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Death and Pejorative Vision in Charles Olson, Part 2

Death and Pejorative Vision in Charles Olson, Part 2

August 31, 2017

Olson1bf37c38c3e2f22ce6e0ab88d3b4e4c4

It was not his manifesto only that made Charles Olson important, however. He earned his prominence both by his poetry and by his manifesto.

SO, I am going to say a few words in this blog series about some Olson poems—give a bit of introduction to his poetry, give you a taste of what he was like—before I start another series on the ZigZag Poetics of the new, the radically revolutionary poetry (“Wake up America! from snoozing all over fuddy duddy Robert Frost poetry—so I think they said back then) of the early Beat poets. We’re going to see what those cats said (I’m getting carried away here) about HOW they wrote poetry, about WHAT poetry is, and, for us today, what ZigZag poetry STILL IS today! But first—Charles Olson the poet.

Here goes. I’ll give plenty of quotes—don’t skip the long quotes—just to let you see—. But you can get these poems online somewhere or at your local library.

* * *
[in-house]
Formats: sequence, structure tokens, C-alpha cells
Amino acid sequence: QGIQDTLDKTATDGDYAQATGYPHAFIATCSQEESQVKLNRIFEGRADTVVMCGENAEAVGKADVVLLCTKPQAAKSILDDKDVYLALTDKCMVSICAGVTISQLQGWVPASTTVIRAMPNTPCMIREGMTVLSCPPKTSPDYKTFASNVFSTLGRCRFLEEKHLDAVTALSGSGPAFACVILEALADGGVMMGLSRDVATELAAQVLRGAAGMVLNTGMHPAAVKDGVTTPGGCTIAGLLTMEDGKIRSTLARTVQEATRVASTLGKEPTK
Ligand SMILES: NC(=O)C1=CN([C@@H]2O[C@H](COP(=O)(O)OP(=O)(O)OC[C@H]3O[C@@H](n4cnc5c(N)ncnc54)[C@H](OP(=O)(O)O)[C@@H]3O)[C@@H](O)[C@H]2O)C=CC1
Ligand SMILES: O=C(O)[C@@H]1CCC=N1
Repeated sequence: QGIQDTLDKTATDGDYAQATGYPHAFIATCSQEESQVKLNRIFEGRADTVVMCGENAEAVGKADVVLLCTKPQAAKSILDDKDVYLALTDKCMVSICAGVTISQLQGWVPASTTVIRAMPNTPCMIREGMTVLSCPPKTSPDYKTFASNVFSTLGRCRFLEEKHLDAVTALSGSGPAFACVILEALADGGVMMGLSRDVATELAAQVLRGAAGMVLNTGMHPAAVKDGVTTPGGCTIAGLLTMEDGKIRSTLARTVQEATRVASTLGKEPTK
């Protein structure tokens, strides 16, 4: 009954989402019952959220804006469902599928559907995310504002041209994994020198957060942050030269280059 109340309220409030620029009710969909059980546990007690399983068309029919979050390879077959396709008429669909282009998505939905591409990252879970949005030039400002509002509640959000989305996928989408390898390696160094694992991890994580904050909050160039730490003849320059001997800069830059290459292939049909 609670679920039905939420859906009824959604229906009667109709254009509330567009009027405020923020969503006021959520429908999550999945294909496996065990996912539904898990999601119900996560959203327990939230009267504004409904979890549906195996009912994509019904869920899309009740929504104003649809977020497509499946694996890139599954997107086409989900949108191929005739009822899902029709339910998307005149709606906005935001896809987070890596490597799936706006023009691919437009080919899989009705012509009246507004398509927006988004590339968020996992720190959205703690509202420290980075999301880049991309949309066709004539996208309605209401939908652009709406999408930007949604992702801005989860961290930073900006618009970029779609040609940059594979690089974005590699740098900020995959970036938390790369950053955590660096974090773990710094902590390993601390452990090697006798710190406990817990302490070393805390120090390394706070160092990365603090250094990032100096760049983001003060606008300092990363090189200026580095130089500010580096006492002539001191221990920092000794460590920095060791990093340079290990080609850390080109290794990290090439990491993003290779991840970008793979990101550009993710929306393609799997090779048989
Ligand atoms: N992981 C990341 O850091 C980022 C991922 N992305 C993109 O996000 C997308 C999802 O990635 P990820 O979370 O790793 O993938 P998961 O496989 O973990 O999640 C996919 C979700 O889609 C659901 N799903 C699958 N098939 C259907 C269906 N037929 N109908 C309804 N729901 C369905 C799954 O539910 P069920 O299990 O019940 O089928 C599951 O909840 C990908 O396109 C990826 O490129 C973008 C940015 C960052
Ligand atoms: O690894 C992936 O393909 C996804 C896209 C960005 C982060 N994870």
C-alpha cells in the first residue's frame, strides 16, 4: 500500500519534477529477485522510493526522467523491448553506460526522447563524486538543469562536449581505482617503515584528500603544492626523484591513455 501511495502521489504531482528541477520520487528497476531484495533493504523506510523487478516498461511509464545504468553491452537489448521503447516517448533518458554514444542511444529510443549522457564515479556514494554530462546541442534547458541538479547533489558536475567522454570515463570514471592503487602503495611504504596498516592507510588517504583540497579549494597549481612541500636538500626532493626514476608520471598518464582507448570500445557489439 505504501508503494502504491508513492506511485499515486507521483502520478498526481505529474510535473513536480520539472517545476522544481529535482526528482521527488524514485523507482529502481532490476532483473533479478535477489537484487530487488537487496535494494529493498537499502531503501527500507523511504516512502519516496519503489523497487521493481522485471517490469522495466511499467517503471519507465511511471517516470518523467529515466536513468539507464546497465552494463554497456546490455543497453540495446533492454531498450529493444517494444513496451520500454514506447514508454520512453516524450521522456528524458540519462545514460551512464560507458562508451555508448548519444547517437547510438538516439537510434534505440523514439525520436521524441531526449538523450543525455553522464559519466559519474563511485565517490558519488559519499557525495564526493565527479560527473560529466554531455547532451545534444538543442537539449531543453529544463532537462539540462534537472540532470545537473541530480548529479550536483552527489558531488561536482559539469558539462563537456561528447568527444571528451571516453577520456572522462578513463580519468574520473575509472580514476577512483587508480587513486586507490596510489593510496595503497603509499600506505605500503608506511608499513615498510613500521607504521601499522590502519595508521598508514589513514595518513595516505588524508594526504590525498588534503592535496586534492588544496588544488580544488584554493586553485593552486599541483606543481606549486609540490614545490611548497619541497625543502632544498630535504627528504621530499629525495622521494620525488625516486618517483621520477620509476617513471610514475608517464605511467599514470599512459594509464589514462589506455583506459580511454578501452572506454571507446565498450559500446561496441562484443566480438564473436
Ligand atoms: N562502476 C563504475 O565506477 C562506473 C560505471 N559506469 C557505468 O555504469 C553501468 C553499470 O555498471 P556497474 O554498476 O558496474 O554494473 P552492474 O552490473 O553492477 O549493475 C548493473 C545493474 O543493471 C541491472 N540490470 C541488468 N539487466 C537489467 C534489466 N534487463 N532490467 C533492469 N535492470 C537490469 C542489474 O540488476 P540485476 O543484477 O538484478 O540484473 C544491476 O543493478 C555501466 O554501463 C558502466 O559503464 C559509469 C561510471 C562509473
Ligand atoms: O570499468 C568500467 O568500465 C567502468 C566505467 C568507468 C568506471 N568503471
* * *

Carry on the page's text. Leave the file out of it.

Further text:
Be sure to follow The Scene: Radical Poetics from the ZigZag Edges by signing up in the box provided.

Paul Varner

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Death and Pejorative Vision in Charles Olson, Part 2

Death and Pejorative Vision in Charles Olson, Part 2

August 31, 2017

Maximus Poems988c3825e29fb24da488c68dcd124197

It was not his manifesto only that made Charles Olson important, however. He earned his prominence both by his poetry and by his manifesto.

SO, I am going to say a few words in this blog series about some Olson poems—give a bit of introduction to his poetry, give you a taste of what he was like—before I start another series on the ZigZag Poetics of the new, the radically revolutionary poetry (“Wake up America! from snoozing all over fuddy duddy Robert Frost poetry—so I think they said back then) of the early Beat poets. We’re going to see what those cats said (I’m getting carried away here) about HOW they wrote poetry, about WHAT poetry is, and, for us today, what ZigZag poetry STILL IS today! But first—Charles Olson the poet.

Here goes. I’ll give plenty of quotes—don’t skip the long quotes—just to let you see—. But you can get these poems online somewhere or at your local library.

 

Be sure to follow The Scene: Radical Poetics from the ZigZag Edges by signing up in the box provided.

Paul Varner